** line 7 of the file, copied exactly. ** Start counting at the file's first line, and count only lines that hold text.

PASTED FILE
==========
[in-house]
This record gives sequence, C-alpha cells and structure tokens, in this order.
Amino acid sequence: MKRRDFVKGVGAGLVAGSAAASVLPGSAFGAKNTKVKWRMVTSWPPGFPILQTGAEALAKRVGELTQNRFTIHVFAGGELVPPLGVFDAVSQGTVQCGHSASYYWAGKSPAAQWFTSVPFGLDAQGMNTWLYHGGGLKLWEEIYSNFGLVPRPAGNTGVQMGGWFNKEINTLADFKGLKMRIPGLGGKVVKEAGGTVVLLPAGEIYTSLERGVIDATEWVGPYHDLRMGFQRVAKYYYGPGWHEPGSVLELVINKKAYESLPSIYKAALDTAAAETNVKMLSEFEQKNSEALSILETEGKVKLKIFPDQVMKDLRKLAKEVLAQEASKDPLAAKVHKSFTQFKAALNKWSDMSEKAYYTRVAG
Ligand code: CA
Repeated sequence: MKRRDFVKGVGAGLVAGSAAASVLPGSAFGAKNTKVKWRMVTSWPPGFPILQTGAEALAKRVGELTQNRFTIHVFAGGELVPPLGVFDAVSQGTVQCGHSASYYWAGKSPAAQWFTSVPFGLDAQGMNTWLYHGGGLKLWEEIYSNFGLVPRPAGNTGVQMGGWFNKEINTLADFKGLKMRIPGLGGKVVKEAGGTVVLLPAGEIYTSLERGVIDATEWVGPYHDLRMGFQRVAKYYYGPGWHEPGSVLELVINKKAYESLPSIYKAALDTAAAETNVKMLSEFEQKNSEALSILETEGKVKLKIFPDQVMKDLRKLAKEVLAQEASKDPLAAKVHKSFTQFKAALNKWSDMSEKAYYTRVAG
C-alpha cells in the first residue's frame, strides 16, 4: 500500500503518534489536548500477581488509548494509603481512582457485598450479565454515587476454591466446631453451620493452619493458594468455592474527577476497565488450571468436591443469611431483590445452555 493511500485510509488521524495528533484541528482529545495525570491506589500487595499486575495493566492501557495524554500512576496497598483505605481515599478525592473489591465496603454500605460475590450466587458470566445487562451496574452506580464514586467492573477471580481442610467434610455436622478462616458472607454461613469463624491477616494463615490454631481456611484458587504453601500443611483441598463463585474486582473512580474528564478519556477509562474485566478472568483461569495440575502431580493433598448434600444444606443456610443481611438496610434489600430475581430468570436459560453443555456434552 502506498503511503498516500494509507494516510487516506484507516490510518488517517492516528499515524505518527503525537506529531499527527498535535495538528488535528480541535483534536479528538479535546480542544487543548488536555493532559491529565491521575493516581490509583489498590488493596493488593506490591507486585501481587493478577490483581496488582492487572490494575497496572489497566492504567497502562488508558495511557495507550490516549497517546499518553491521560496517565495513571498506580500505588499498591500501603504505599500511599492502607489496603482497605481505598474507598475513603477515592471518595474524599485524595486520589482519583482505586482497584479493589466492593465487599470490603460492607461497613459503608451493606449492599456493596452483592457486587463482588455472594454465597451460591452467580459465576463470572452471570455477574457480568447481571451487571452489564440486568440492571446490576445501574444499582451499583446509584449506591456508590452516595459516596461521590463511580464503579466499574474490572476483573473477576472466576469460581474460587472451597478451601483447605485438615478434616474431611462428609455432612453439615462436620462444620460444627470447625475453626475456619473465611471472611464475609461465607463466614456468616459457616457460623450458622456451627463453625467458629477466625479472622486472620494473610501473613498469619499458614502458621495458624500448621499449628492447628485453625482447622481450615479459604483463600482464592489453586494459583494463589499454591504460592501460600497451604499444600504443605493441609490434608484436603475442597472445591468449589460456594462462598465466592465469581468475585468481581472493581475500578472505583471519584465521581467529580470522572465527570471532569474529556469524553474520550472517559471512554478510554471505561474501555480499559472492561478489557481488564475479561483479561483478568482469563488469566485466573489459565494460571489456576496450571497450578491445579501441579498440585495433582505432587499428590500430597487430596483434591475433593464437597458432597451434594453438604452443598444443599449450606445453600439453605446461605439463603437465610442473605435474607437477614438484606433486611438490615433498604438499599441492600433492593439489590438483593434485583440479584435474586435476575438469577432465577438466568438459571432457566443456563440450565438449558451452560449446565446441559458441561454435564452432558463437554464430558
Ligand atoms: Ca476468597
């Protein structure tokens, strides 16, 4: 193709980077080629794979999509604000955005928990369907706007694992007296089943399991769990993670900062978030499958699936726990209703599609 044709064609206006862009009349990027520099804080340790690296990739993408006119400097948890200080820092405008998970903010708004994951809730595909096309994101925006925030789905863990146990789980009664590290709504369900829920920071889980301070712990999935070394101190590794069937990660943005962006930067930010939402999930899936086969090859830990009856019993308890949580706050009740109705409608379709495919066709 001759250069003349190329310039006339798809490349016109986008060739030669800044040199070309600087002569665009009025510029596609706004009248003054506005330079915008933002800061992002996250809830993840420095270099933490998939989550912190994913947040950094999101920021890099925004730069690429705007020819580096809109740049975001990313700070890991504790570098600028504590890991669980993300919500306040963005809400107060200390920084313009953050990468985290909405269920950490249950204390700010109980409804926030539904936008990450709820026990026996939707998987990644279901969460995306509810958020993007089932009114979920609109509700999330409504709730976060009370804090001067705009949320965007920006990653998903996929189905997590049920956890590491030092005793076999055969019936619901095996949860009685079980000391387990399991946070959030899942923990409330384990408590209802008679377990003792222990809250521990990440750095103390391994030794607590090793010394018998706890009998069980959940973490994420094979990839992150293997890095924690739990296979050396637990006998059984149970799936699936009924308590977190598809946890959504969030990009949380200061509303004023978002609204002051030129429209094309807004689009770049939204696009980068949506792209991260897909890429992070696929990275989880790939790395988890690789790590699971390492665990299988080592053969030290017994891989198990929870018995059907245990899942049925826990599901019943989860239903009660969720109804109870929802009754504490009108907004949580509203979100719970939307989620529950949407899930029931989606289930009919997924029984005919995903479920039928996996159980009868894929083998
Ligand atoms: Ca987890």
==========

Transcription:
Ligand atoms: Ca476468597